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A Landlord’s Ultimate Guide to Support Animals

Young Woman Being Comforted by her Emotional Support AnimalA vital decision that every Airway Heights rental property owner needs to make is if tenants will be allowed to have pets on the property or not. Even though you have a no-pet policy for your rental homes, support animals aren’t covered by that policy. Regardless of your pet policy, under the Fair Housing Act, tenants can be allowed to have an animal on the property based on certain grounds. Although, keep in mind that there are certain exceptions to this. This is why it’s essential for you to know what the federal laws are if they apply to your situation, and when it’s reasonable to deny a tenant’s request.

The Fair Housing Act and Support Animals

In general, the Fair Housing Act is a set of laws intended to prevent discrimination against tenants who belong to a protected class. This includes tenants who rely on support animals for either emotional or physical assistance. A specific element of the Fair Housing Act that you should be aware of is that it classifies these animals differently from pets. So your no-pet policy usually isn’t a legal reason to deny a tenant’s request to keep a support animal on the property.

There are two basic types of support animals. Service animals are animals trained to perform specific tasks. A regular example of a service animal is a guide dog that has been trained to support a person with impaired vision. The other type of support animal is assistance or emotional support animal. Not quite the same as service animals, these support animals don’t need particular training for what they are supposed to do. Instead, emotional support animals give certain benefits to their owners. The support can come in the form of a cat that helps soothe a person’s struggle with depression and anxiety. It could even be a bird that helps indicate to a deaf person that a person is at the door.

When the Law Applies to You – And When It Doesn’t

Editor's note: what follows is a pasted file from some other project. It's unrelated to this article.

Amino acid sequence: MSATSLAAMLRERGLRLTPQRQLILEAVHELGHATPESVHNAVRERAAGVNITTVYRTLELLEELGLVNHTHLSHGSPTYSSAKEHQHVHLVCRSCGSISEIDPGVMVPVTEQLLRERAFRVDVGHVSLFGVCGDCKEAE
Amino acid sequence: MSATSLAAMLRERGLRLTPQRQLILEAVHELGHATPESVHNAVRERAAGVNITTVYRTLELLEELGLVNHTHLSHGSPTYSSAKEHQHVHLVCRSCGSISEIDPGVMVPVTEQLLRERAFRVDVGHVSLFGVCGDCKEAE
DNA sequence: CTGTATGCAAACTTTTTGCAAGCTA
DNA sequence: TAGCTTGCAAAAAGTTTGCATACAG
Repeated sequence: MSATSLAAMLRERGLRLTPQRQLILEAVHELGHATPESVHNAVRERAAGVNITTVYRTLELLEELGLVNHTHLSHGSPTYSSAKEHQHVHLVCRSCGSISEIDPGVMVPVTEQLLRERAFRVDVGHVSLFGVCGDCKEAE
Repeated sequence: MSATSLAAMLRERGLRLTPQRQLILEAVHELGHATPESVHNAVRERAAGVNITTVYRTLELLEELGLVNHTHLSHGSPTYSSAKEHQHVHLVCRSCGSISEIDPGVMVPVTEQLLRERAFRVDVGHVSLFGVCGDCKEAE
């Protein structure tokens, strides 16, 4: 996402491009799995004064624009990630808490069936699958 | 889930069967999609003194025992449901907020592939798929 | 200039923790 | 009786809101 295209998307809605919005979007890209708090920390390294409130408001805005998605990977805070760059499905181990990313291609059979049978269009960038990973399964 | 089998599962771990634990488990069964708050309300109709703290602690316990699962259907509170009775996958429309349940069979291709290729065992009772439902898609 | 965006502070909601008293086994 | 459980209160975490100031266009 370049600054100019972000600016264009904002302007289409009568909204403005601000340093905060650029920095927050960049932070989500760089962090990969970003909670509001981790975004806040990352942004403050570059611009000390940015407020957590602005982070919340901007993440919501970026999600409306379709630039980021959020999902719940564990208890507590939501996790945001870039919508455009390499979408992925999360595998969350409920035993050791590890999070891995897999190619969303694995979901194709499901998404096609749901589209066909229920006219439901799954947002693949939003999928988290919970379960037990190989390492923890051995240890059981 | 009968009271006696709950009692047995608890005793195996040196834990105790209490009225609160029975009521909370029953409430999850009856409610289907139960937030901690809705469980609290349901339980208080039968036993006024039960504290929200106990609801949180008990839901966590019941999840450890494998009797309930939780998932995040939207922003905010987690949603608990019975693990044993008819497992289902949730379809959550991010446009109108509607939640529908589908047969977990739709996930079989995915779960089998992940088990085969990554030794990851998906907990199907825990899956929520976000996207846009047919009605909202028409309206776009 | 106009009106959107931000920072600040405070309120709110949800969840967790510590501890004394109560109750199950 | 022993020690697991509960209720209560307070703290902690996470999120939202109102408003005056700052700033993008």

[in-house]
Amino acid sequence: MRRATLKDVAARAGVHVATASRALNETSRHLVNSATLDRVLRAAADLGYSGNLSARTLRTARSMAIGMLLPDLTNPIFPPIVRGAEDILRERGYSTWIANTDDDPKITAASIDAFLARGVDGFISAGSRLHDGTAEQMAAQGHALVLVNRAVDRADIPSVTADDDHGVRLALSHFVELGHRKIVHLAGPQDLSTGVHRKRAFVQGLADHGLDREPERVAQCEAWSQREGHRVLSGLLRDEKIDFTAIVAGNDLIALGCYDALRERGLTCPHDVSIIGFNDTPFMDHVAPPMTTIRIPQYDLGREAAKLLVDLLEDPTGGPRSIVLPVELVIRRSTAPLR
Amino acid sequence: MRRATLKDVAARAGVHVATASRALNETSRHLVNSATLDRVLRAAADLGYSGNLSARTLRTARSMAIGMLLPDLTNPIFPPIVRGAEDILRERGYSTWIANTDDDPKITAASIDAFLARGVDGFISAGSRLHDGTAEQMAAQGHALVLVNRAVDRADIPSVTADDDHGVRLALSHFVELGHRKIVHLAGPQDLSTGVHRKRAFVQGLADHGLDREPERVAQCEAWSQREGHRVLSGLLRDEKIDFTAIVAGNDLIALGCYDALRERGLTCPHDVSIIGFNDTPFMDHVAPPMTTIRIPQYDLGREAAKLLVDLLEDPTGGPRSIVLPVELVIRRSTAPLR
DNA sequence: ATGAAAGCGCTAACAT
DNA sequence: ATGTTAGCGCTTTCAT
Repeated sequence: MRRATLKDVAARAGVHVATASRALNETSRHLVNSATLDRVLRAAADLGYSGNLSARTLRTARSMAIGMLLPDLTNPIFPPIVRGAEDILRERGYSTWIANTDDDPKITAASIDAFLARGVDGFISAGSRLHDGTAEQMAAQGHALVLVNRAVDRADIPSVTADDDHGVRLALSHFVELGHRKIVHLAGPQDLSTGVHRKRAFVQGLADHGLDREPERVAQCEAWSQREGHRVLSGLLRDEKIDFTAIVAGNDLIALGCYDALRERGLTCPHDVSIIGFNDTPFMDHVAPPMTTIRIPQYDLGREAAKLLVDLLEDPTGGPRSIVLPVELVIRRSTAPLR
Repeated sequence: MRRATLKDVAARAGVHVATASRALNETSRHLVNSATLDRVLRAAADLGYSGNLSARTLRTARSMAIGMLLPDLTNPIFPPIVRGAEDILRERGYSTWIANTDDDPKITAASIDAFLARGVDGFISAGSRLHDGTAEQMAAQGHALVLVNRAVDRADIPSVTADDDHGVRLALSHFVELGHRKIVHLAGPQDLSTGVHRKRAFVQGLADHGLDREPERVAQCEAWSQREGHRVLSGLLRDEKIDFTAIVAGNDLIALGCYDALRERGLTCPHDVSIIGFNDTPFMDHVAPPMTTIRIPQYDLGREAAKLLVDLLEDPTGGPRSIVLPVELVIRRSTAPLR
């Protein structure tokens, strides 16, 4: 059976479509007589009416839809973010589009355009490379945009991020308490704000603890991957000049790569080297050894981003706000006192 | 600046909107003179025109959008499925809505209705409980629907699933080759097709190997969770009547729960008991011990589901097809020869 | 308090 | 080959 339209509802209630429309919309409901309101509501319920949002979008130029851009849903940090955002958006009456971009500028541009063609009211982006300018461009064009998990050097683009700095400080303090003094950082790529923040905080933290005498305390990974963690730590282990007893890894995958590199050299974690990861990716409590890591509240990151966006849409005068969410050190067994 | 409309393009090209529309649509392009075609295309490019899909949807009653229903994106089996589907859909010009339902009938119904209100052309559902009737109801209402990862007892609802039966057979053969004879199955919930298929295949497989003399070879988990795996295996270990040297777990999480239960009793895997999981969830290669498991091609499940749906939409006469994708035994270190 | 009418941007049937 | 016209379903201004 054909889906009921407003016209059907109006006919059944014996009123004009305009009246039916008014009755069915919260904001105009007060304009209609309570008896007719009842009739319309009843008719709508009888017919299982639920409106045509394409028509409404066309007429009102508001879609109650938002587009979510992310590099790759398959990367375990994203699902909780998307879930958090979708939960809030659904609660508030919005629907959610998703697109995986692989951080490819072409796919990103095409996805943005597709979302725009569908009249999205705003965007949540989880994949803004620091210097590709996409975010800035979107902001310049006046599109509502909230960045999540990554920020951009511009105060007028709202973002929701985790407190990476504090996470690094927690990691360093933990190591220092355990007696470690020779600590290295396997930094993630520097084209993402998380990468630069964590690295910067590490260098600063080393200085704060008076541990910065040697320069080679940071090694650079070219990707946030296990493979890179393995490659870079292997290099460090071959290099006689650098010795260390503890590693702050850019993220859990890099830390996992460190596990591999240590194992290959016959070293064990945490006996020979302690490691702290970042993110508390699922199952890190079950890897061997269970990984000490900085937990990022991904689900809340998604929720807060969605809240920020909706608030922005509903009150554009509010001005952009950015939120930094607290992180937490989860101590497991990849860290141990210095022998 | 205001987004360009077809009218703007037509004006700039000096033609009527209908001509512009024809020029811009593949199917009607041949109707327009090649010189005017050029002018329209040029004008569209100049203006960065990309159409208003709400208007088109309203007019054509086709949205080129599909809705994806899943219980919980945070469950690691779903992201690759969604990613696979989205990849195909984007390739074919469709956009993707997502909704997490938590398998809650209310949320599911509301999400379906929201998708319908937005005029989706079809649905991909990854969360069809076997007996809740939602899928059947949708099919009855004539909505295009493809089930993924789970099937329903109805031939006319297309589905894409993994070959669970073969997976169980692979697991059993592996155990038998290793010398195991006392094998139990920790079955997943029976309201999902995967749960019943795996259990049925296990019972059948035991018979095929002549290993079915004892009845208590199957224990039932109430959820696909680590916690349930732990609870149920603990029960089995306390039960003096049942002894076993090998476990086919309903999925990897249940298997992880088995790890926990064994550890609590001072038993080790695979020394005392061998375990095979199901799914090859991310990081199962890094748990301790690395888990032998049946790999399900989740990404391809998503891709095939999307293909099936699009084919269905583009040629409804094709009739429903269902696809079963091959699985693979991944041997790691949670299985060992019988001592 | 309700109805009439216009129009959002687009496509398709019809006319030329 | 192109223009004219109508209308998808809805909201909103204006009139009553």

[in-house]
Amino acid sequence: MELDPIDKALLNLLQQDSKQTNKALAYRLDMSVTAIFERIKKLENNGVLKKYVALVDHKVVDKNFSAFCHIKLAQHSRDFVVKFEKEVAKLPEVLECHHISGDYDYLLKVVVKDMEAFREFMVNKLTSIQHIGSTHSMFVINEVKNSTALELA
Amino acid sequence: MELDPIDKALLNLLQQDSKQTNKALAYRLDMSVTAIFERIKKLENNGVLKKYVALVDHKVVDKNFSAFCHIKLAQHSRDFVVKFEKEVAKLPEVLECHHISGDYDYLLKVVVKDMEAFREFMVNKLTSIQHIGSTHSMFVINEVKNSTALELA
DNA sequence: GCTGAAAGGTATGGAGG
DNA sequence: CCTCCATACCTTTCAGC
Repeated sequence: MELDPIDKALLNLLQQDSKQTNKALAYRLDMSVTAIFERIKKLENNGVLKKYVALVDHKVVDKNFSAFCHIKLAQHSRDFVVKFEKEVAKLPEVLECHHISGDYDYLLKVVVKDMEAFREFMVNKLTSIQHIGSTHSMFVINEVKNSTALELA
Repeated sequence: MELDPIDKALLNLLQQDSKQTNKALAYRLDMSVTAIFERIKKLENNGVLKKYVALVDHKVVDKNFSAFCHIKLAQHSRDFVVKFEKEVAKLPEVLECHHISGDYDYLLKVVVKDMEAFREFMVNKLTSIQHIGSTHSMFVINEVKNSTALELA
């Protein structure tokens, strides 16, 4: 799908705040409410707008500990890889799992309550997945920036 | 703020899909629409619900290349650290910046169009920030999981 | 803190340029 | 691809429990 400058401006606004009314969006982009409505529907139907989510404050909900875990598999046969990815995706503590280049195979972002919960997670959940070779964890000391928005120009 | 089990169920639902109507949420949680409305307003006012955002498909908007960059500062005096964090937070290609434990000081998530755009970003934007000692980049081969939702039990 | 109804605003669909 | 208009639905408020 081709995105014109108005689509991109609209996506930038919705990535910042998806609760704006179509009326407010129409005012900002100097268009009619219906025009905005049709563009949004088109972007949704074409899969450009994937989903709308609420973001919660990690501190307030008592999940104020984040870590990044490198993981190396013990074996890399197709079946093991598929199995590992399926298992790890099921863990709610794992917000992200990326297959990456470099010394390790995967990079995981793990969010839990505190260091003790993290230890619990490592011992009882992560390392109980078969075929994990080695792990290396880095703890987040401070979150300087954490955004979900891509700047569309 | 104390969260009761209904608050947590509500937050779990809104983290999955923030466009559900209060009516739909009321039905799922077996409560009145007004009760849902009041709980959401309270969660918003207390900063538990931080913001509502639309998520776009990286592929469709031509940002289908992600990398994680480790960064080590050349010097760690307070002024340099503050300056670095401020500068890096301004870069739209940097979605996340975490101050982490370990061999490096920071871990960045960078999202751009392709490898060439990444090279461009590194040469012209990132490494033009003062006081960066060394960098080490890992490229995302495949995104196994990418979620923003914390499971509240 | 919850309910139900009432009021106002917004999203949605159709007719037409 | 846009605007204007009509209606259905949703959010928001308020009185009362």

For the most part, federal law states that property owners cannot deny a tenant’s request to keep either a service animal or an emotional support animal in their rental home. It is also not allowed for a landlord to charge the tenant for a pet deposit or additional rent. The tenant must supply documentation of the support their animal offers. This could be either a service animal certification or a letter from a medical or mental health professional describing the need for the support animal.

But, there are certain exceptions to this. First of all, property type. If your rental property is owner-occupied or is owned by a private organization to be enjoyed by its members, the support animal rule does not apply. Also, the FHA doesn’t apply if yours is less than three single-family houses, all of which are managed by you.

Other possible exceptions to federal law include dangerous animals or denial of insurance. It is reasonable to deny a request if you can prove that the tenant’s animal is a direct threat to the safety of others on the property. As long as your denial is not based on the animal’s breed or size, you won’t have any problems legally. Insurance carriers can also be another exemption. If your insurance provider rejects your landlord insurance policy or chooses to bill excessive amounts to authorize the support animal on the property, it’s possible to successfully argue that you are unable to grant the tenant’s request reasonably.

Support animals and their owners have specific legal protections that, as an Airway Heights rental property owner, you must accept. So, if you want to be able to handle a situation where a tenant requests for a support animal on the property, best to get a good handle on federal laws! Learning property management laws can be very taxing on your part. So, why not just hire a company already well-versed in this aspect of the law? Contact us today to learn how we can make your life easier as a rental property owner.

We are pledged to the letter and spirit of U.S. policy for the achievement of equal housing opportunity throughout the Nation. See Equal Housing Opportunity Statement for more information.